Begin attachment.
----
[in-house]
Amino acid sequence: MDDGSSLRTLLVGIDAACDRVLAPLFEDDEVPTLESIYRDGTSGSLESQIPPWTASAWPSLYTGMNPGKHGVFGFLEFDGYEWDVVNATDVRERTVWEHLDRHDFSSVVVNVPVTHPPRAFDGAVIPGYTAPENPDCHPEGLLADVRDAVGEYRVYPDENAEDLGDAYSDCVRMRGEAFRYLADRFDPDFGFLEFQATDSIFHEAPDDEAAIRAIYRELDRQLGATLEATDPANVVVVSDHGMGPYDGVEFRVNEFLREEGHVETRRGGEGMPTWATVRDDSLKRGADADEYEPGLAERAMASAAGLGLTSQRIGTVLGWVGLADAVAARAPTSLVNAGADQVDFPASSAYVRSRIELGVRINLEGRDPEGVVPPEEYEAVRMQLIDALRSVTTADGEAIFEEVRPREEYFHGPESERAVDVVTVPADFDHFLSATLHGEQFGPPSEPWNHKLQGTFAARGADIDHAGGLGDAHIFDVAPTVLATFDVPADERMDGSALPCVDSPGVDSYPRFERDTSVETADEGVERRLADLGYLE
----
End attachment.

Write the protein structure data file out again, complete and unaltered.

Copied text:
[in-house]
Amino acid sequence: MDDGSSLRTLLVGIDAACDRVLAPLFEDDEVPTLESIYRDGTSGSLESQIPPWTASAWPSLYTGMNPGKHGVFGFLEFDGYEWDVVNATDVRERTVWEHLDRHDFSSVVVNVPVTHPPRAFDGAVIPGYTAPENPDCHPEGLLADVRDAVGEYRVYPDENAEDLGDAYSDCVRMRGEAFRYLADRFDPDFGFLEFQATDSIFHEAPDDEAAIRAIYRELDRQLGATLEATDPANVVVVSDHGMGPYDGVEFRVNEFLREEGHVETRRGGEGMPTWATVRDDSLKRGADADEYEPGLAERAMASAAGLGLTSQRIGTVLGWVGLADAVAARAPTSLVNAGADQVDFPASSAYVRSRIELGVRINLEGRDPEGVVPPEEYEAVRMQLIDALRSVTTADGEAIFEEVRPREEYFHGPESERAVDVVTVPADFDHFLSATLHGEQFGPPSEPWNHKLQGTFAARGADIDHAGGLGDAHIFDVAPTVLATFDVPADERMDGSALPCVDSPGVDSYPRFERDTSVETADEGVERRLADLGYLE